Researchers Document First Known Case of Dolphin Mom Adopting Whale Calf
The melon-headed male whale actively competed for his adoptive mother’s attention, repeatedly shoving his bottlenose dolphin sister out of the way
Until recently, the only scientifically documented case of interspecies adoption among wild mammals dated to 2006, when primatologist Patrícia Izar spotted a group of capuchin monkeys raising a baby marmoset as one of their own.
Now, a new study published in the journal Ethology offers a second example of the rare phenomenon. As Erica Tennenhouse reports for National Geographic, scientists led by Pamela Carzon of the Groupe d’Étude des Mammifères Marins (GEMM) de Polynésie observed a bottlenose dolphin caring for a young melon-headed whale over a period of more than three years. This apparent adoption, unusual in and of itself, was made all the more striking by the fact that the bottlenose already had a biological baby; typically, dolphin mothers only care for one calf at a time.
The intimate interspecies relationship began when the male calf was roughly one month old and ended when he presumably weaned in April 2018. Interestingly, Carzon and her colleagues note, the dolphin mother’s attachment to her adopted son endured long beyond her bond with the slightly older biological daughter. This bottlenose baby, born around September 2014, lived alongside its mother and whale sibling for a year and half before abruptly vanishing—perhaps indicative of an early death or, on a more positive note, a shift to a different social subgroup.
Per the study, the melon-headed calf actively competed for his mother’s attention, repeatedly pushing his adoptive sister out of her place below the dolphin’s abdomen. Whereas the female bottlenose regularly socialized with peers prior to disappearing, the male rarely left his mother’s side. Still, eager to ingratiate himself into both the family unit and the wider dolphin community, he later adopted bottlenose behaviors such as surfing, jumping and socializing with other young males.
“It is very difficult to explain such behavior, especially since we have no information on how the melon-headed whale newborn was separated from his natural mother,” Carzon says in a video published by GEMM Polynésie.
Female bottlenoses have been known to kidnap calves of other species—likely in an attempt to foster unfulfilled maternal instincts—but such relationships rarely last. Given the fact that the mother in question already had her own biological offspring, it’s unlikely she personally kidnapped the whale calf. Instead, Carzon explains in the video, the dolphin may have adopted the calf after another female kidnapped but lost interest in him.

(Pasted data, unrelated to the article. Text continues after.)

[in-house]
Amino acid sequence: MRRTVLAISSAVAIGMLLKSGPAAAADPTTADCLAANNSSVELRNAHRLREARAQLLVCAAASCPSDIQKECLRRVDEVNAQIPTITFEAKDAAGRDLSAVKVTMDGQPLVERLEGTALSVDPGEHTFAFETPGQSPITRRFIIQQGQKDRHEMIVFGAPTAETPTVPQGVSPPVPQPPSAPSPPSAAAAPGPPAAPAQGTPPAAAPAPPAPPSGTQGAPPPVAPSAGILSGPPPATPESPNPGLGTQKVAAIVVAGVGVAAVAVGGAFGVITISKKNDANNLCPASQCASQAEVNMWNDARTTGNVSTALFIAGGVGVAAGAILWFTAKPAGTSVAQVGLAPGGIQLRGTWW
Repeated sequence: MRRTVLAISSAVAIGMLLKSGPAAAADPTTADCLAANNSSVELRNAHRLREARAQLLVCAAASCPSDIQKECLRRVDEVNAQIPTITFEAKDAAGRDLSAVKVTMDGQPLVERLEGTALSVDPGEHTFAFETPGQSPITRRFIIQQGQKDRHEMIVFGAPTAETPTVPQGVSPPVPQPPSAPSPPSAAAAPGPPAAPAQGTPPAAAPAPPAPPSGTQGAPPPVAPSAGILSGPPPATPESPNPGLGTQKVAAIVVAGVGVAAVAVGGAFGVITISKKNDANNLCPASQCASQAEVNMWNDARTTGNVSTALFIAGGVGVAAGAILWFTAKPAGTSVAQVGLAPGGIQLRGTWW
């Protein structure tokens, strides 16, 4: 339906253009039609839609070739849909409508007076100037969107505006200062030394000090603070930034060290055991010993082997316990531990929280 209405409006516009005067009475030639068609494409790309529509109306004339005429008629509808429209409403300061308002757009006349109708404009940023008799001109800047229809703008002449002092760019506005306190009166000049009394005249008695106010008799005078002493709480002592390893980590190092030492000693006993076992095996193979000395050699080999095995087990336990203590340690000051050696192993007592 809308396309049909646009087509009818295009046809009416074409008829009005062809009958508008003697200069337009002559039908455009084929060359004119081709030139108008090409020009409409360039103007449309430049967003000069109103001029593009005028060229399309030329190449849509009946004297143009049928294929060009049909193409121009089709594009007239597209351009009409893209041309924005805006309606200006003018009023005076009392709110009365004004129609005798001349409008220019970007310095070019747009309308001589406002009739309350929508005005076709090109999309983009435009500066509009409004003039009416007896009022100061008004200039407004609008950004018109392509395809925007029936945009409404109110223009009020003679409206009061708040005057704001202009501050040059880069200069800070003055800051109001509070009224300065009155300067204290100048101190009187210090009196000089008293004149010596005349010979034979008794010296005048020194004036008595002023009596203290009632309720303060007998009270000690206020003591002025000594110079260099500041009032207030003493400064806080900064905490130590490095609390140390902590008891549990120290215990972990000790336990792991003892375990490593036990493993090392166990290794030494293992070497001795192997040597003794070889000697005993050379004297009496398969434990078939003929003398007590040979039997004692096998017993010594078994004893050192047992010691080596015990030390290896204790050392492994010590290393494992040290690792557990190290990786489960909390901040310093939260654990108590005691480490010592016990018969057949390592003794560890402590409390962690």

Kirsty MacLeod, a behavioral ecologist at Sweden’s Lund University who was not involved in the new research, tells National Geographic’s Tennenhouse that the mother, seen nursing the calf on two occassions, appeared to be highly invested in his well-being.
MacLeod adds, “In mammals, synthesizing milk is very costly—it’s a very precious resource.”
The unexpected attachment likely stemmed from a surprisingly straightforward series of events: A persistent, seemingly orphaned calf latched onto a tolerant, curious dolphin whose recent birthing experience had sparked her maternal instincts, and the pair hit it off.
“Most likely, it was just a perfect moment for this calf to come along, when [the mother] was at a very receptive period to forming those bonds with her own offspring,” MacLeod says, “and it led to this slightly wacky situation.”
Rather than rejecting the whale or displaying aggression toward him, the dolphin—already known for tolerating scuba divers in the area—simply adapted to the change in circumstances. The male calf, meanwhile, showed a marked determination to integrate himself within the bottlenose group.
As Carzon concludes, “The young melon-headed whale was certainly the main initiator of this adoption, [but] the mother’s remarkably permissive personality could have played a crucial role in the process.”